“As we’ve moved into County County, they have been so receptive,” she said. “We’ve had an incredible response. Also in Lonoke County — the Cabot area — and Maumelle. Our goal is to continue pushing the magazine out into other areas in the years ahead.”


In recent years, 501 LIFE has expanded it content to include two online products – weekly e-newsletters 501 LIFE Extra and 501 Sports Extra. Content on the magazine webs
ite – 501lifemag.com – is updated almost daily.


So besides expanded content and coverage, what’s next for 501 LIFE?


Keith said with the extra content would come an eventual change in format to perfect binding, in which a layer of adhesive, instead of staples, holds the pages and cover together.


“We continue to add new contributors all the time,” she said. “We started out with a handful of writers, photographers and designers we had work experience with, and in time, because the product has expanded and grown and because of what it is, we have had a number of people who have approached us about becoming involved. We’ve probably doubled our group of contributors.”


Interns from the University of Central Arkansas, Central Baptist College and Ouachita Baptist University have been invaluable, and Keith said other universities were likely to be added as internship partners.


“We are looking at more ways we can expand into some of those additional counties in the 501,” she said. “We’re all about the quality. We want to over-deliver and make sure we can get our arms around it before we get out there.”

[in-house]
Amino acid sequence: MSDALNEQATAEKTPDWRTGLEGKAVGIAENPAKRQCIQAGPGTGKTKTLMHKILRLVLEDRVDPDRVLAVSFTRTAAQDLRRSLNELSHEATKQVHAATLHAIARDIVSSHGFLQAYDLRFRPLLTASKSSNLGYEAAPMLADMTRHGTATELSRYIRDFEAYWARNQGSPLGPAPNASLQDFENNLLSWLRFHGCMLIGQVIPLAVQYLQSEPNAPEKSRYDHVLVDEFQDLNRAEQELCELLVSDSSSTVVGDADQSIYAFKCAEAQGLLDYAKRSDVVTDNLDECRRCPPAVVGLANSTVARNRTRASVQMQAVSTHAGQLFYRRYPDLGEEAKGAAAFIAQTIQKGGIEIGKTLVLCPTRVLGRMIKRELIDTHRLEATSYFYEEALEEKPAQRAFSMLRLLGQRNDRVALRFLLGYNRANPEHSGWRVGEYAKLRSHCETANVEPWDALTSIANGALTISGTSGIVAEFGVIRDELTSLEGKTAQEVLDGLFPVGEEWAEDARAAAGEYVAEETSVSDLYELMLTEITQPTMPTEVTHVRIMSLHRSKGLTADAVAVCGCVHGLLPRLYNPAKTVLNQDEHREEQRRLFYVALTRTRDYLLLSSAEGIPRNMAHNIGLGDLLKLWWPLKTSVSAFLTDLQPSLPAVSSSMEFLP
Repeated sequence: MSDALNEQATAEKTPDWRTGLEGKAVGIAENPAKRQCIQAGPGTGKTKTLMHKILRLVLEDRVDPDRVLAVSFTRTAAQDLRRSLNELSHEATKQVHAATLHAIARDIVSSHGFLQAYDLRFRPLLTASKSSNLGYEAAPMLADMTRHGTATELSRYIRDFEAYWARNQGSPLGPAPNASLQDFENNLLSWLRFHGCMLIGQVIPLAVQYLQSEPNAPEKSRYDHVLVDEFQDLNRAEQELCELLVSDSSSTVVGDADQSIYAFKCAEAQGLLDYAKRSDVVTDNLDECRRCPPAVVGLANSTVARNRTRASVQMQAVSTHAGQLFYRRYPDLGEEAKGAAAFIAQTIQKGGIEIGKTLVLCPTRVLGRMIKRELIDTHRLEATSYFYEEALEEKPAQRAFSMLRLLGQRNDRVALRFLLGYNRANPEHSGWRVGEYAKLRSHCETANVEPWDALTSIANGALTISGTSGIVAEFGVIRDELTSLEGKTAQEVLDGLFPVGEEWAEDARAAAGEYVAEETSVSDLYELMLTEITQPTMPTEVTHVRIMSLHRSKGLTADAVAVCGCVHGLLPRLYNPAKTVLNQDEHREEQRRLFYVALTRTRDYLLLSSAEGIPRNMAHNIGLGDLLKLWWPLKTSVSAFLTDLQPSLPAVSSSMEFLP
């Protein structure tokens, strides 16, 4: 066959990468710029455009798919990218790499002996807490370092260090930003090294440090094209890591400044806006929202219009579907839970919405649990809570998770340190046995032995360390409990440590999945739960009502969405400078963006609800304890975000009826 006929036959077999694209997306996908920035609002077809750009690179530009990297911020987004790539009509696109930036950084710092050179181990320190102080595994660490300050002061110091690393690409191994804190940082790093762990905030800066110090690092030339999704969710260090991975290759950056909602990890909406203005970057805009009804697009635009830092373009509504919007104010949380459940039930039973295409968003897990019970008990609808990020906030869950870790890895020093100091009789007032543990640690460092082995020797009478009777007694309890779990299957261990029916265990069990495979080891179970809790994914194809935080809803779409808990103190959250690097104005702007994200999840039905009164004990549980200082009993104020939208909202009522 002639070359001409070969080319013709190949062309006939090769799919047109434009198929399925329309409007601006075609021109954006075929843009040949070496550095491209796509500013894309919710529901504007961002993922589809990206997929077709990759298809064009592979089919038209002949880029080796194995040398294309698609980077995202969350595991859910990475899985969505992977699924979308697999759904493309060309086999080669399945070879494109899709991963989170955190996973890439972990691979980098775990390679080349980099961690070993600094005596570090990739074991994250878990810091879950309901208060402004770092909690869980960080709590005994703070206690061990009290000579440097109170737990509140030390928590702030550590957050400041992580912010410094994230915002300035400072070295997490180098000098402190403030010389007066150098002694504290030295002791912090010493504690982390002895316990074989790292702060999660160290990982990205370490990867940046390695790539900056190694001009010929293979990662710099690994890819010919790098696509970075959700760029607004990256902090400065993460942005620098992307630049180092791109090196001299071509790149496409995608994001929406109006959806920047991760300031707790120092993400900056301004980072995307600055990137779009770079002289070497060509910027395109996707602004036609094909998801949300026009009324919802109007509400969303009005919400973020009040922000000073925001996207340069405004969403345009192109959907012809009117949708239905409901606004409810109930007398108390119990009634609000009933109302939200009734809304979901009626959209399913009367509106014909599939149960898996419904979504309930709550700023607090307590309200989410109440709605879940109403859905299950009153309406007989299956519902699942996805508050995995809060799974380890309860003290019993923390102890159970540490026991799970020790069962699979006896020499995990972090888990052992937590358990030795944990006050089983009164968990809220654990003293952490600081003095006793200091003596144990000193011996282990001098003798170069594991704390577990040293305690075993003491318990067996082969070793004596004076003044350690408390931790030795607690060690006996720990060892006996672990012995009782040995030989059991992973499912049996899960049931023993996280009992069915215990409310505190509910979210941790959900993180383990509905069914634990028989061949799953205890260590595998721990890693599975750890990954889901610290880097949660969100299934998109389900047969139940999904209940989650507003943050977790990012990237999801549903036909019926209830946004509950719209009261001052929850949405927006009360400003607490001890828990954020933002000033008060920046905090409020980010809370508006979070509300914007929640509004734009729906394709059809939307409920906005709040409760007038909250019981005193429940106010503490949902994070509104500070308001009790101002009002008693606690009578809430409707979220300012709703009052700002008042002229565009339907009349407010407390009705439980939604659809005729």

Spears said she could see more participation with the product, including the use of the magazine in area classrooms.


“People embrace it and have a passion for it; they feel a part of it,” she said. “Everyone can participate somehow, whether it’s something we’re doing for a nonprofit, like Step Up to the Plate, or giving back to the community, like the 501 Make Me Over.


“People have felt a real need and feel a real passion to be involved in something that’s going to be positive. We don’t deliver bad news. You don’t have to be a special person to have your picture in there. You don’t see the same names and faces in every magazine.”


Both Keith and Spears agree that they are simply the facilitators of the magazine. The five-year anniversary is a celebration of all the individuals and groups who have made it the success it is.


“Never in my wildest imagination would I have dreamed it would be this way,” Spears said. “I give all the credit to the people who have supported us. We’re just driving the business.”